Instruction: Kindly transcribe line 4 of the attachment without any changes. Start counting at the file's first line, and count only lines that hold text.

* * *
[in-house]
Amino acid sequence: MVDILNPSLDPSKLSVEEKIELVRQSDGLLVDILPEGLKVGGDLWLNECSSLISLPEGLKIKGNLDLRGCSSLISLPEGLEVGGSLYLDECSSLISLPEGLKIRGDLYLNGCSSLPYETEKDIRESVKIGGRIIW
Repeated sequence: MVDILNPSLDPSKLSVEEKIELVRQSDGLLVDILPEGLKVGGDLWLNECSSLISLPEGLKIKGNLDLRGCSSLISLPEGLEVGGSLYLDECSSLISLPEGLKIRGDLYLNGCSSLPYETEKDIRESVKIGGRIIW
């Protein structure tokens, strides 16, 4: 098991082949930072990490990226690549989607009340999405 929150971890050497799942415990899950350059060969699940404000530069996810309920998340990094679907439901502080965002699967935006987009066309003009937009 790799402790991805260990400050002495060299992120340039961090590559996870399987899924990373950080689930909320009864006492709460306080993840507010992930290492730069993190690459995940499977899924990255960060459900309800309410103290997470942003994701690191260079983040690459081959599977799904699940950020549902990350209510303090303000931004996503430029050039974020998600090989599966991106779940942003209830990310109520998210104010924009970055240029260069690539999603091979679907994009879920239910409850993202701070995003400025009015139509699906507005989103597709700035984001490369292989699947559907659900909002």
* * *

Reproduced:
């Protein structure tokens, strides 16, 4: 098991082949930072990490990226690549989607009340999405 929150971890050497799942415990899950350059060969699940404000530069996810309920998340990094679907439901502080965002699967935006987009066309003009937009 790799402790991805260990400050002495060299992120340039961090590559996870399987899924990373950080689930909320009864006492709460306080993840507010992930290492730069993190690459995940499977899924990255960060459900309800309410103290997470942003994701690191260079983040690459081959599977799904699940950020549902990350209510303090303000931004996503430029050039974020998600090989599966991106779940942003209830990310109520998210104010924009970055240029260069690539999603091979679907994009879920239910409850993202701070995003400025009015139509699906507005989103597709700035984001490369292989699947559907659900909002």